UNICEF Canada has launched a new campaign, The Right to a Childhood, that advocates for children’s rights and challenges Canadians to support its global efforts to ensure every child grows up in a safe and supportive environment. The campaign highlights many of the rights and freedoms that allow children to be children as are outlined in The Convention on the Rights of the Child. Among those rights is the right to play outside without fear.
In Grand Rapids, Michigan, a new wave of projects combining outdoor classrooms and green spaces in neighborhoods that lack park access are underway across the city. Working with city government and other agencies, Grand Rapids Public Schools is working to strategically enhance school parks and playgrounds in parts of the city that lack sufficient green spaces. C&NN’s Cities Connecting Children to Nature (CCCN) team (an initiative co-led with the National League of Cities) extended technical assistance to the effort, supporting cities in raising the visibility of city-school partnerships for green schoolyards as a means of creating equitable access to nature. Similar efforts are underway in Austin, Texas where a construction bond passed in 2017 set up a requirement for outdoor learning space anytime a new school is built or an existing building is renovated.
Released on Outdoor Classroom Day, a new national survey from the University of New South Wales has found that an overwhelming majority of Australians (nearly 92%) believe smartphones and other media have reduced the physical activity levels and outdoor playtime of children. In addition, an almost identical number of people responded that play helps children build skills like collaboration, self-control and problem solving that are required for the changing future.
The UK-based organization Wildlife Trusts is calling for every child in the UK to spend one hour outside in nature, every day, as part of the school curriculum. Their recommendation is based on a recent study commissioned by the organization in which researchers at the Institute of Education at UCL looked into the effects of regular outdoor activities on children’s wellbeing. The study followed a group of over 450 primary school children aged eight or nine-years-old and found that outdoor play has major benefits for the development of young children.
A record number of children in Australia participated in Outdoor Classroom Day this week. Now in its third year, Outdoor Classroom Day is a worldwide movement where lessons are held outside to celebrate and inspire outdoor learning and play. The Australian campaign was co-ordinated by Nature Play WA, the State’s leading body dedicated to increasing the time children spend in nature and unstructured play outdoors. A record 308,000-plus Australian students took part in the WA-led initiative.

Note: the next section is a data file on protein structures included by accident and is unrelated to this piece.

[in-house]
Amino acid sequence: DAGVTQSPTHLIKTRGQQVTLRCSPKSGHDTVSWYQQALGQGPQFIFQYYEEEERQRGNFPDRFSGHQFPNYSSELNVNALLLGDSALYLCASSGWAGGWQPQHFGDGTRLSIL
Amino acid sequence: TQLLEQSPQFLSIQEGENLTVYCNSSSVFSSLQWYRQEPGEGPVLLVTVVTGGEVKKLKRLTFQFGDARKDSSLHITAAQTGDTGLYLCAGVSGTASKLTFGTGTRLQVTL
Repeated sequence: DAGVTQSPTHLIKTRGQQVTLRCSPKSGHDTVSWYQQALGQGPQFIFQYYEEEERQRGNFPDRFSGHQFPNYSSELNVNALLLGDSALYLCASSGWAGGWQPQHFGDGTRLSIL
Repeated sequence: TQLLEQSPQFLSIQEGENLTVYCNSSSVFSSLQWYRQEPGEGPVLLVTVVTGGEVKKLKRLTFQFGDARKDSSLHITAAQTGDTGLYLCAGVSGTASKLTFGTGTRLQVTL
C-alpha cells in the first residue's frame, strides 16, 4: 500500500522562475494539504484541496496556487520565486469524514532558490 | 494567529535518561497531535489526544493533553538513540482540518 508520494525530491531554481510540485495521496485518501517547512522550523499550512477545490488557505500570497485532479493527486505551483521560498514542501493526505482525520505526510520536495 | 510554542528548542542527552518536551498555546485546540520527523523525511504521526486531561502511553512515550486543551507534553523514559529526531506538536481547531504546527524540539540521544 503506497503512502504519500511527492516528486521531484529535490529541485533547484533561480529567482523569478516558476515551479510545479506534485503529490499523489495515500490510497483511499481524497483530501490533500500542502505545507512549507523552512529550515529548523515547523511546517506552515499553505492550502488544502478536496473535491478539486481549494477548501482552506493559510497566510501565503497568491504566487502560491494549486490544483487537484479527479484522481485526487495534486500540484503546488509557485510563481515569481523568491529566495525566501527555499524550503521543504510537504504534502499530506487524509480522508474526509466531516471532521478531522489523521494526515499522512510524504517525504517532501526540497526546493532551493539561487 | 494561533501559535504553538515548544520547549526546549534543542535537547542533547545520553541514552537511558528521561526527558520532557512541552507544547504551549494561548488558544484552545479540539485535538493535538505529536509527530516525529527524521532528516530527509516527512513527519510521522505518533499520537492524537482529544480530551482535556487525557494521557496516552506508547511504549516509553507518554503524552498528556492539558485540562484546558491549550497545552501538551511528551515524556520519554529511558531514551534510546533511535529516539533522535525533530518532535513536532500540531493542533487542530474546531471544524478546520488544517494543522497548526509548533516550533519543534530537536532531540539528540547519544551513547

A new study published in the American Psychologist found that children who live in walkable neighborhoods have higher levels of upward economic mobility. Conducted by psychologists at Columbia University, the University of Virginia, and the University of Illinois at Urbana-Champaign, the study looks at the effect of growing up in a walkable community on the economic mobility of children. Data cover more than 9 million Americans born between 1980 and 1982 and gauges the probability that children from households in the bottom fifth of the income distribution will reach the top fifth by age 30.
Green schoolyard projects are underway across the Milwaukee Public Schools (MPS) district. A collaboration between MPS and several partners, the green schoolyard projects include a host of features intended to divert rainwater from local sewers and filter it before it makes its way into Lake Michigan including permeable surfaces, massive underground cisterns, native plants and bioswales.
REI Co-op Expands Efforts to Understand the Link Between Time Spent in Nature and Human Wellbeing with a New Study
REI Co-op will provide funding for a long-term national study exploring the physical, mental, and emotional benefits of spending time outdoors. The study will be conducted by researchers at Harvard T.H. Chan School of Public Health. In the first phase of the study, researchers will hold a series of focus groups to understand traits and attitudes that influence individuals’ nature-seeking behaviors.
The Well Being Trust (WBT) and 25 leading US nongovernmental organizations have partnered to form the Well Being Alliance (WBA). The Well Being Alliance engages leadership from across the country to confront challenges and enrich health and well-being in a way that is inclusive of everyone. It is committed to accelerating systemic change towards improved intergenerational well-being outcomes for all in America. The Children & Nature Network is honored to be a partner organization in the WBA.